Categories
Art and Photographic History Poetry West Cornwall (and local history)

Some thoughts on “resilience”

The splendid Penzance Literary Festival has chosen this topic as the inspiration for this year’s event. I have taken out my larger dictionaries and looked a little at its usage and etymology. The latter is not difficult as it derives directly from Latin and basically means something like the capacity to jump back.

The term resilience was introduced into the English language in the early 17th Century from the Latin verb resilire, meaning to rebound or recoil (Concise Oxford Dictionary, Tenth Edition).

resilience (n.) … 1620s, “act of rebounding or springing back,” often of immaterial things, from Latin resiliens, present participle of resilire “to rebound, 

From Ovid we read  “saepein gelidos resilire lacus, sed nunc quoque turpes” which Loeb gives as  meaning in Metamorphoses Book VI as Often they sit upon the sedgy bank and often leap back into the cool lake. This comes from a rather beautifully poetic passage at https://www.loebclassics.com/view/ovid-metamorphoses/1916/pb_LCL042.315.xml

We get the English expressions ‘Salient’ and ‘To sally forth’ from the Latin verb Salio -to jump. In Cassell’s Latin Dictionary we learn of the Salii who were apparently a college of priests who jumped and leapt about worshipping Mars in a procession accompanied by singers and armed dancers. Instituted bt Numa Pompilius apparently.

Returning to the concept of Resilience we can distinguish its meaning from something like Endurance or Durability; it is more springy, elastic and perhaps energetic. Principally, of course, the concern around the concept relates to the inner resources for coping with Covid and the restrictions consequent upon it. It is the psychology of resilience which makes it a concept current in the zeitgeist. Without much prompting Google asks –

What are the 5 skills of resilience?

Five Key Stress Resilience Skills

  • Self-awareness.
  • Attention – flexibility & stability of focus.
  • Letting go (1) – physical.
  • Letting go (2) – mental.
  • Accessing & sustaining positive emotion.

Additionally it further questions-

What are the 7 C’s of resilience?

Dr Ginsburg, child paediatrician and human development expert, proposes that there are 7 integral and interrelated components that make up being resilient – competence, confidence, connection, character, contribution, coping and control.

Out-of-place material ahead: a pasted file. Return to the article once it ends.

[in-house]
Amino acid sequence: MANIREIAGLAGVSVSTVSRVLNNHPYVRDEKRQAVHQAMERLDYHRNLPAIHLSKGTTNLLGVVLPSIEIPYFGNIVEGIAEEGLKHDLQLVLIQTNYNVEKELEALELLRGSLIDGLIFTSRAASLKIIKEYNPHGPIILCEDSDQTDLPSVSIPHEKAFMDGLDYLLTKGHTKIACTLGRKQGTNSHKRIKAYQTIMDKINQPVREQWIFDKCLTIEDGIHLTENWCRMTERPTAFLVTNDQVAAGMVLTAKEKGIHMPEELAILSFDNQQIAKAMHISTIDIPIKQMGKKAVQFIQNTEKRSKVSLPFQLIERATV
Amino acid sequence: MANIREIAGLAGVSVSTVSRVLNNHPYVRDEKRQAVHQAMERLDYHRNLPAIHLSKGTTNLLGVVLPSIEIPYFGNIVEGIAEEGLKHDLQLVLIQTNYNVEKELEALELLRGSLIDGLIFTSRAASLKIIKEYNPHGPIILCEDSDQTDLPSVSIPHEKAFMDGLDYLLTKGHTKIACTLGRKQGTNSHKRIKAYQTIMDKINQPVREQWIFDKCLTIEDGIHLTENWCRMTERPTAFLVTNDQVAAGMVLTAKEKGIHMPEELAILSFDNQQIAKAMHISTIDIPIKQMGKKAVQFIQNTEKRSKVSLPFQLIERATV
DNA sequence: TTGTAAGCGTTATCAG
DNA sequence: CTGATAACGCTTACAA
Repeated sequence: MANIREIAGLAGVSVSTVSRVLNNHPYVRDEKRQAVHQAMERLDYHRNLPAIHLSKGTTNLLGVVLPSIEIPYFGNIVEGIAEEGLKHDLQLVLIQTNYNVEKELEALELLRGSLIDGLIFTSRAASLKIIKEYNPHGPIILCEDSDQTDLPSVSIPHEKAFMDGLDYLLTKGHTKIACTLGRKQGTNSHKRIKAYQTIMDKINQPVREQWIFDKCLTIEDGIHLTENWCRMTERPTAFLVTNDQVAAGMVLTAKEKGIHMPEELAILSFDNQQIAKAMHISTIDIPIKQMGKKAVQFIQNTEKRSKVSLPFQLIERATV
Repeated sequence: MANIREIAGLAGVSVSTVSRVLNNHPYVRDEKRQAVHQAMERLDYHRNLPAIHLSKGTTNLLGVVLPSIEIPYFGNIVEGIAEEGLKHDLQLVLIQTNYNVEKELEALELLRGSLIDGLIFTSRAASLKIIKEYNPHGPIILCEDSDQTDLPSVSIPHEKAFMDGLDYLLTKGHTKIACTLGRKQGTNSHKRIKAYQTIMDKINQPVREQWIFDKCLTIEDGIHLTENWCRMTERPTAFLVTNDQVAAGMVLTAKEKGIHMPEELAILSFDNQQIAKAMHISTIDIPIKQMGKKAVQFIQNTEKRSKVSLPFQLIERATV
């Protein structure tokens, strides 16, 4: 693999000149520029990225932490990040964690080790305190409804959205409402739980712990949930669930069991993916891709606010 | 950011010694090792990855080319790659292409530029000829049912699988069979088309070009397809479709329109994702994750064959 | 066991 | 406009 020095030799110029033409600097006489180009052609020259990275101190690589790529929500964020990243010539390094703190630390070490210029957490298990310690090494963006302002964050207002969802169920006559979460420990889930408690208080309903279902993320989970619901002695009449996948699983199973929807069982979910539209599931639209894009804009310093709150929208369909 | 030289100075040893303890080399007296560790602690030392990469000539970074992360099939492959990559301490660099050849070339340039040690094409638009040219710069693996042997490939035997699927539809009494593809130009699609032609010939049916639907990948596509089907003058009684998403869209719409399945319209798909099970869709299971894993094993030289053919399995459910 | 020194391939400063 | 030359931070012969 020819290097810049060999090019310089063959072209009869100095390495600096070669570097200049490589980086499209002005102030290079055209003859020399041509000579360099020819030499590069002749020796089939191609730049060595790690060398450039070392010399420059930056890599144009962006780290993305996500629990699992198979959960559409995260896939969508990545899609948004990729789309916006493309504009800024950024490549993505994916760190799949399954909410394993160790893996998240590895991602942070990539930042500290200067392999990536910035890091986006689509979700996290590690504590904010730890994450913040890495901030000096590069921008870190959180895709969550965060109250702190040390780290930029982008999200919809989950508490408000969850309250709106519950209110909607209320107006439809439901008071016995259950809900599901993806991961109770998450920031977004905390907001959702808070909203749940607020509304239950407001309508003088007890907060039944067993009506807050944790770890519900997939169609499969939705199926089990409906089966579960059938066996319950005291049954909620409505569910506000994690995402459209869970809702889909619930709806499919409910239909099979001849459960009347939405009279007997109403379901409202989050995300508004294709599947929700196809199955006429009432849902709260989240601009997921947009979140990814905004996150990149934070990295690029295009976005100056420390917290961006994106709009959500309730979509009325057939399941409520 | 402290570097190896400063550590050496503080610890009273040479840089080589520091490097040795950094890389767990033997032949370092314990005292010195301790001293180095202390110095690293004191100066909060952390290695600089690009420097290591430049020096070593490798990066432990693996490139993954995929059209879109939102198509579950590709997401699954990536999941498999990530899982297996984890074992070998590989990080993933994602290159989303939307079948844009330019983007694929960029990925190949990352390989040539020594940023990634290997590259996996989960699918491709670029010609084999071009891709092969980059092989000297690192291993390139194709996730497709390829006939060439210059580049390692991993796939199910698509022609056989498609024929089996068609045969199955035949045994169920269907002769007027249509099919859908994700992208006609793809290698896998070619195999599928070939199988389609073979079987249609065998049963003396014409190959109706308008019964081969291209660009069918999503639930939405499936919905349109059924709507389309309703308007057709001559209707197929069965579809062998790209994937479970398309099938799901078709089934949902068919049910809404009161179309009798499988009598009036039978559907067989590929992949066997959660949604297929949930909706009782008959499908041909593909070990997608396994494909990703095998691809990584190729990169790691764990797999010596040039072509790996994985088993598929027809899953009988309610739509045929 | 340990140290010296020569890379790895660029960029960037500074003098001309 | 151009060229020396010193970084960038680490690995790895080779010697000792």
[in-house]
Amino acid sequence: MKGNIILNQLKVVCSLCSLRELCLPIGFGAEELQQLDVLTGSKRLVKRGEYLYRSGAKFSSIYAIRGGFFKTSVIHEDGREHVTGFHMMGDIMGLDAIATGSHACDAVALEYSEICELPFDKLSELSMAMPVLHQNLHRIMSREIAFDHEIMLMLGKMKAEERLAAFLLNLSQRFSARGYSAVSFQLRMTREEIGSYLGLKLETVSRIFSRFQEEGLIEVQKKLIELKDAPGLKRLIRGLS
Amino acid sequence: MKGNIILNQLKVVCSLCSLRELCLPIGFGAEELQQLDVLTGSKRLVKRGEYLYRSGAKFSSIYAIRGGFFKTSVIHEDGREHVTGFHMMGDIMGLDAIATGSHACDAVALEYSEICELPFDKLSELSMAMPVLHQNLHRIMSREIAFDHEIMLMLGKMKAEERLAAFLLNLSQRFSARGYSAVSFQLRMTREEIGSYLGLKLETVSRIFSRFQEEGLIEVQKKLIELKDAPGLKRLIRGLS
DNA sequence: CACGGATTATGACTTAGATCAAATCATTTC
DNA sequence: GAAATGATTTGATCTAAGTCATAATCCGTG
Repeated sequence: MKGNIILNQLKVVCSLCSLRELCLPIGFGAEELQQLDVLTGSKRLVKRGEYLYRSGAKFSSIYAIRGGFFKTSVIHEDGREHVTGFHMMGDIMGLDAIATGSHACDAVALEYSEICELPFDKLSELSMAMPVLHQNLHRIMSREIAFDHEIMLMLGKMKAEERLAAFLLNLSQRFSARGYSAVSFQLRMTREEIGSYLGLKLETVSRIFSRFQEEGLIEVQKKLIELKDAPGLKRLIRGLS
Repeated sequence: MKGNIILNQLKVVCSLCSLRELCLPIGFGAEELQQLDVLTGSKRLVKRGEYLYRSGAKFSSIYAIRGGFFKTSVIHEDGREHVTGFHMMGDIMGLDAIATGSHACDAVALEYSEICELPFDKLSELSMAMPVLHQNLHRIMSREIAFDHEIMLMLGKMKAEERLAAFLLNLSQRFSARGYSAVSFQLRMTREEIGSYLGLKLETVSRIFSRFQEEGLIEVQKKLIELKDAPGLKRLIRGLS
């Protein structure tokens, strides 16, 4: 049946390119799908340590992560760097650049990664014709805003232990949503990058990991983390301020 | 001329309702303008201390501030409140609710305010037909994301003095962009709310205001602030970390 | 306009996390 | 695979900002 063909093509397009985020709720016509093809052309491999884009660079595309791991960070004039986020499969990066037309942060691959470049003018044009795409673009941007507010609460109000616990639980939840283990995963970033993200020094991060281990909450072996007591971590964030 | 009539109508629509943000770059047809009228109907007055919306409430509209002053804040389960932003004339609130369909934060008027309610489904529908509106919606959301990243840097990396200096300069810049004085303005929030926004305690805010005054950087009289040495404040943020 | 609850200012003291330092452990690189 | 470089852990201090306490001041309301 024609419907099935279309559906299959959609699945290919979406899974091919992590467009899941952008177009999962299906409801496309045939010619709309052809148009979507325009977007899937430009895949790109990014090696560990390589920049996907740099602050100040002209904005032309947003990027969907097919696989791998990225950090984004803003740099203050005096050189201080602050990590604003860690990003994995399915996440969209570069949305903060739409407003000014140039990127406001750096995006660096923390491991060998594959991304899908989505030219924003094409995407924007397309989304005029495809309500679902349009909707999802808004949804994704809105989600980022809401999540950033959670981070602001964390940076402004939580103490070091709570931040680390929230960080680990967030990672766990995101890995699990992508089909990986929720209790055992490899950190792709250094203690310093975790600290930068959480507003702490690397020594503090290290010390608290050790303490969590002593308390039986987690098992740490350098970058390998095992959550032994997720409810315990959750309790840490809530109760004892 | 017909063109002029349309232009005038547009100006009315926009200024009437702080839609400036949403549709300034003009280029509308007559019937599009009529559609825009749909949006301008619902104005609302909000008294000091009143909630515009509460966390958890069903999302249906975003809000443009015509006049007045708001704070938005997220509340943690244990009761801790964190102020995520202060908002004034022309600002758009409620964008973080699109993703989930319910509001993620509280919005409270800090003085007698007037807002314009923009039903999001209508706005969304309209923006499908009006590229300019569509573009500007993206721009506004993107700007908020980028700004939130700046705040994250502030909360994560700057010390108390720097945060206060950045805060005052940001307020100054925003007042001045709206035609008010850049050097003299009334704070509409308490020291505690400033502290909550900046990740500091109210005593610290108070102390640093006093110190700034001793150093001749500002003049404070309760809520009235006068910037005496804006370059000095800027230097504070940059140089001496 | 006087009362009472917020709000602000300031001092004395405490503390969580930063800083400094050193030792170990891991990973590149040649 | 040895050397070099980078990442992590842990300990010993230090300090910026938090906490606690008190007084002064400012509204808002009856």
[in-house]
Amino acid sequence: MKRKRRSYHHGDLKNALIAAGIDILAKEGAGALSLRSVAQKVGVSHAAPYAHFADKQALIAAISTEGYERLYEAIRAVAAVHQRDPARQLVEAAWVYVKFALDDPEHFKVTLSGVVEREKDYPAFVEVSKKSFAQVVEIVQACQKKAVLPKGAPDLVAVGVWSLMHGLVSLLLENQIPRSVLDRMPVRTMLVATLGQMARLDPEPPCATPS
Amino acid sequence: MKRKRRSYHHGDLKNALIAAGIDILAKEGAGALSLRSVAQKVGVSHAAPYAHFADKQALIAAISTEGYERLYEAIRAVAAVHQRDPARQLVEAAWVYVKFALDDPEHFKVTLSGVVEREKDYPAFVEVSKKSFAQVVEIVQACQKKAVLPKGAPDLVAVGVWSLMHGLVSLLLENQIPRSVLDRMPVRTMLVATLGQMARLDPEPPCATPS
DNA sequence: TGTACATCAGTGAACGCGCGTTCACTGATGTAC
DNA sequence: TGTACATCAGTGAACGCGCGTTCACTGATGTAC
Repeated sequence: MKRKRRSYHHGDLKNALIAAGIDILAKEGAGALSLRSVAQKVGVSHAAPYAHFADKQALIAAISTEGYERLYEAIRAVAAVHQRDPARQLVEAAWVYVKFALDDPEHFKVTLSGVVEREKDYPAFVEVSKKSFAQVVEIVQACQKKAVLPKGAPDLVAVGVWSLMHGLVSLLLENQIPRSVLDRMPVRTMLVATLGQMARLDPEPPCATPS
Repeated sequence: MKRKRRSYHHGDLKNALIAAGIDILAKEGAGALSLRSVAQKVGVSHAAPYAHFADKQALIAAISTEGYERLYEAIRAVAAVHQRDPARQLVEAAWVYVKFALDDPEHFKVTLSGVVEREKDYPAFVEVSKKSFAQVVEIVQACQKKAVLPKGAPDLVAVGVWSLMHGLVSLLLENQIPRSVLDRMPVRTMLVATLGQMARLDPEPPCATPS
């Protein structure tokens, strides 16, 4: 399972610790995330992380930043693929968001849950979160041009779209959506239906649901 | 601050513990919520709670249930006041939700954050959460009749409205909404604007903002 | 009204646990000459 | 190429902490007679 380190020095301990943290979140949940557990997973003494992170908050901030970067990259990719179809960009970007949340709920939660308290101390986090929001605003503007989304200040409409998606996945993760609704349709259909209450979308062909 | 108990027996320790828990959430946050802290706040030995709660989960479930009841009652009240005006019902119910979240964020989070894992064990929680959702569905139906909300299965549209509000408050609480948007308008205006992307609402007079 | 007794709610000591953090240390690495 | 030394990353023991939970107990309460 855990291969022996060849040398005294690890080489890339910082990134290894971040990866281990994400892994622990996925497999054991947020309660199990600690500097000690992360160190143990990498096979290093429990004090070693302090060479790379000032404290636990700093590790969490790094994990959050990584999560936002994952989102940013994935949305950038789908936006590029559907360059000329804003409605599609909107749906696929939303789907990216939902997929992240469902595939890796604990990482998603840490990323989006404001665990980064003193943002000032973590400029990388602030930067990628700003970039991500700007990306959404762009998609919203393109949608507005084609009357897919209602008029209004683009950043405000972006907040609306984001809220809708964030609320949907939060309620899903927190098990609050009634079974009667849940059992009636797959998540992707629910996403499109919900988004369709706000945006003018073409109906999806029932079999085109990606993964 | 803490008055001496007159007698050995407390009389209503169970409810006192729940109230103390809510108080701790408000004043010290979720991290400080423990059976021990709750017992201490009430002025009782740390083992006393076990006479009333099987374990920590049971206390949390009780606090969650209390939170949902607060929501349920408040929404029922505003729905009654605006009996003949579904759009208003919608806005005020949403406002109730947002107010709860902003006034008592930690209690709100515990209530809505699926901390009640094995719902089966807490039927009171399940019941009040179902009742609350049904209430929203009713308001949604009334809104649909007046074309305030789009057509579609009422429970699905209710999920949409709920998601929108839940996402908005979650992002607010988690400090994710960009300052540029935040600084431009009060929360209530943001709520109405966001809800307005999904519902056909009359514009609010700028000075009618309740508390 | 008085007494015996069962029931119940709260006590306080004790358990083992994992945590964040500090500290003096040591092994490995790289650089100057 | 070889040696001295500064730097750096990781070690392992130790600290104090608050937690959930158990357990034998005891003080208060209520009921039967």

Also from the Mayo Clinic-https://www.mayoclinic.org/tests-procedures/resilience-training/in-depth/resilience/art-20046311

Whilst thinking about this topic, I came across these lines from a poem entitled Women Running, based upon Picasso’s painting entitled Deux femmes courant sur la plage which seem apposite and uplifting-

That arm laid across the horizon,

the racing legs, an unstoppable quartet, pull

me from my skin and I become one of them,

believe I’m agile enough to run a mile,


believe I’m young again, believe age

has been stamped out. No wonder, I worship

at the altar of energy, not the energy

huge with hate which revels in tearing apart,


in crushing to dust but the momentum

which carries blood to the brain, these women

across the plage, lovers as they couple

and tugs at the future till it breaks into bloom.
Myra Schneider

Categories
Uncategorized

Klein – 1928 “Early Stages of the Oedipus Conflict” response

A very clear exposition, I think. There are excellent talsa and information available at the “Melanie Klein Trust”.

Theological and Philosophical Musings

Melanie Klein is my favorite psychoanalyst after the Master.  While I consider Freud to be the pioneer and thinker par excellence, Klein made important revisions to his works and anywhere they disagreed, as far as I’m aware, I favor Klein’s interpretations. 

The common updates to Freud’s theories are well-known and could probably be decently summarized by a quick google search, but for the purposes of this blog post, I want to focus on the 1928 essay “Early Stages of the Oedipus Conflict” and detail my own thoughts on it.

She correctly dates the Oedipus tendencies to the end of the first year due to weaning. This leads to an unleashing of aggression towards the persecutory object (Mother/Breast) and also anxiety. This anxiety pushes the ego to develop, at similar times of object-permanence, where the Good Breast and Bad Breast are the same breast. Both infant boys and girls find…

View original post 621 more words

Categories
Uncategorized

Sochi Diary 2

Lacanian Scraps